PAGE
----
The Indian villages from time immemorial managed their internal affairs in a smooth and orderly manner. At the time of Chandragupta the same traditional village system continued. Every village had a headman named usually as the Gramika. He was assisted by the village elders in looking to the disputes among villagers and keeping peace in the village. They enjoyed the confidence of the people because of their impartiality and devotion to truthful deeds. The village headman was not an officer of the government, but was the chosen leader of the villagers. A number of villages also formed themselves into groups under a superior headman called Gopa. Many villages constituted a Janapada managed by state officers.
Thus that India under Chandragupta Maurya enjoyed a strong and sound administration based on valid principles, systematic organisation and the rule of Law. No doubt the king was the chief executive, the supreme law-maker and the fountain of justice, yet he was only the head of a governmental structure which stood on the foundations of ancient traditions and the needs of the time.
Death of Chandragupta Maurya:
The Jaina traditions of a later time maintain that Chandragupta, in the later part of his political career, renounced his kingdom, abdicated the throne in favour of his son, and became a Jaina monk. Thereupon he proceeded to the far south, and lived at a place named Sravana Belgola. There, after a few years, he invited death by starvation in accordance with the extreme Jaina method to attain salvation.
Chandragupta ruled for twenty-four years. He was succeeded by his son Bindusara in about the year 299 B.C.
An Estimate of Chandragupta Maurya:
Chandragupta Maurya was one of the greatest and most successful rulers of Indian history. As a hero, a soldier, a conqueror, an empire- builder, and an administrator he earned his distinction for greatness. His rise was timely when India needed a deliverer of her frontier territories from the yoke of foreign servitude. Rising from humble origin and while in his youth, he could defy and offend no less a man than Alexander the Great in his own camp. By extraordinary will and efforts he could organise an army to drive out the Greeks and to overthrow the Nanda monarchy. No mere adventurer, he was capable enough to build up the first great Indian empire, and one of the strongest empires of all history.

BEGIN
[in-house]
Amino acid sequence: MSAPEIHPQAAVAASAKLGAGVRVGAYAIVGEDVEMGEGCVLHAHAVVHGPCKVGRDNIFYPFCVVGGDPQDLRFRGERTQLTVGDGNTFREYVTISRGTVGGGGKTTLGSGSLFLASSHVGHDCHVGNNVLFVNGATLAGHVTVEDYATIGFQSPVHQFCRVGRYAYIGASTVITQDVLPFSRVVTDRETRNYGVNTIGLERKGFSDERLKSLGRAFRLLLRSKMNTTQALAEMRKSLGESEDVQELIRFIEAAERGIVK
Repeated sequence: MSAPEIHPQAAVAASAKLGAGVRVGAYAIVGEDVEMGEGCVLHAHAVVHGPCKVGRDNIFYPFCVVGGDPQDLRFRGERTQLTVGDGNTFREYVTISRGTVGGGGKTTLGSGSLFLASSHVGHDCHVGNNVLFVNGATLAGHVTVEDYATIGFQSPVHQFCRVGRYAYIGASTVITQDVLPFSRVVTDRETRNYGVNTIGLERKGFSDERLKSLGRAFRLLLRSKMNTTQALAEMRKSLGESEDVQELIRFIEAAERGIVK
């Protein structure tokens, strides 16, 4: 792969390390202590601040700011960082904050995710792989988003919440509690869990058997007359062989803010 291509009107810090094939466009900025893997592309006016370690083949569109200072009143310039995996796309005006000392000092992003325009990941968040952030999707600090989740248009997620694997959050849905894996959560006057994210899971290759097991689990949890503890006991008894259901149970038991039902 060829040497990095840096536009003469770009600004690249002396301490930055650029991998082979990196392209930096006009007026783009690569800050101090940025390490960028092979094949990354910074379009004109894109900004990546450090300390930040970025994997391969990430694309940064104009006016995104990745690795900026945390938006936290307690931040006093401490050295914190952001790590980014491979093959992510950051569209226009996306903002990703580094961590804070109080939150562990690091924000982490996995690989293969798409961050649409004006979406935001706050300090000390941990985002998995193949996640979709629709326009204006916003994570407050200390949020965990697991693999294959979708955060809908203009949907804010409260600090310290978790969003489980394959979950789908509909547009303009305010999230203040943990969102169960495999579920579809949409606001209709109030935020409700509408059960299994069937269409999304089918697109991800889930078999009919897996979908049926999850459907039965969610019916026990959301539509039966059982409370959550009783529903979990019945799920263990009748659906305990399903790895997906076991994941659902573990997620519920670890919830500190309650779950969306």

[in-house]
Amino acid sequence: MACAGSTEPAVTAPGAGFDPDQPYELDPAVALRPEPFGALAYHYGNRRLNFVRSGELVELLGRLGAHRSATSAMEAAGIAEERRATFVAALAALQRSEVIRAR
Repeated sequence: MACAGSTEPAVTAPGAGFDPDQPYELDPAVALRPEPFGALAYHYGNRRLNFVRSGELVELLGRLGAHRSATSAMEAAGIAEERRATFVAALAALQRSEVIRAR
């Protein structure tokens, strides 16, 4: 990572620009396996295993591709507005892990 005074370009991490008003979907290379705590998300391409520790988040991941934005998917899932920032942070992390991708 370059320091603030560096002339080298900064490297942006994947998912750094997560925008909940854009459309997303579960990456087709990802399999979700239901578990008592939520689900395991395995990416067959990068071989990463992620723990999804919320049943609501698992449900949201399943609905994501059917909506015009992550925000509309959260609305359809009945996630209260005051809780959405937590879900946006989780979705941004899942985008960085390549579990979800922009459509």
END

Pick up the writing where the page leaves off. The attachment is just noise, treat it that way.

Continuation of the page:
He conquered far and wide to give to geographical India a political unity. Unlike Alexander, he conquered to consolidate. In that work of consolidation he proved himself one of the ablest of administrators. He was indeed the first Chakravarti King of India from the Himalayas to the seas.
His victory over Seleukos Nikator proved the superiority of the Indian army under him over the armies of the West. He was the rare Indian monarch to rule over territories outside the geographical frontiers of India which he so defended and organised that his successors ruled over them without threat to their power
By giving India a strong dynasty, he opened a new era in the annals of his country. It was an era of greatness and glory, marked with the high tide of political and cultural resurgence.
The legacies left by this first Indian emperor influenced the future in a substantial way. To unite India in the Maurya way became the political goal of succeeding empire-builders and their dynasties in times of disintegration and decay.
More than two thousand years after Chandragupta Maurya, when the Western Orientalists in nineteenth century identified his name with the name Sandrocottus of the description of the Western classical historians and writers, the imagination of the educated Indian youth was stirred to a sense of pride at the heroic deeds of India’s earliest great emperor. The history of his greatness inspired patriotism and nationalism in the mind of the modern Indians in an age of foreign domination when India was gaining national consciousness to shake off the alien yoke.
Accounts of Megasthenes on Indian People:
The Greek ambassador Megasthenes had many words of praise for the Indian people in general. He saw the population divided into seven classes, with the philosophers forming the highest class and enjoying the highest honour, though small in their number. He saw the Indian ascetics who “live in the forests on leaves of trees and wild fruits and wear garments made from the bark of the trees. They do not also marry.” These people among the philosopher class were the most honoured and respected.
The Indians laid great emphasis on truth and virtue. Theft was rare in the society. The people lived a simple and happy life. They did not drink liquor except in religious sacrifices.
Megasthenes appreciated the simplicity of the laws of India. The people very seldom went to the law courts.
The general condition of the people was prosperous. They used costly and comfortable dresses. They wanted to appear handsome and beautiful.
Megasthenes also refers to weakness of the Indian people. One such weakness was that they married many wives. The Indian families were big, with many children. There was also the caste seclusion. Nobody could marry outside his own caste.
The social conditions of the Maurya period are known from such accounts, though the information are scanty. Had Indika survived, much could have been known about the Indian society of that time.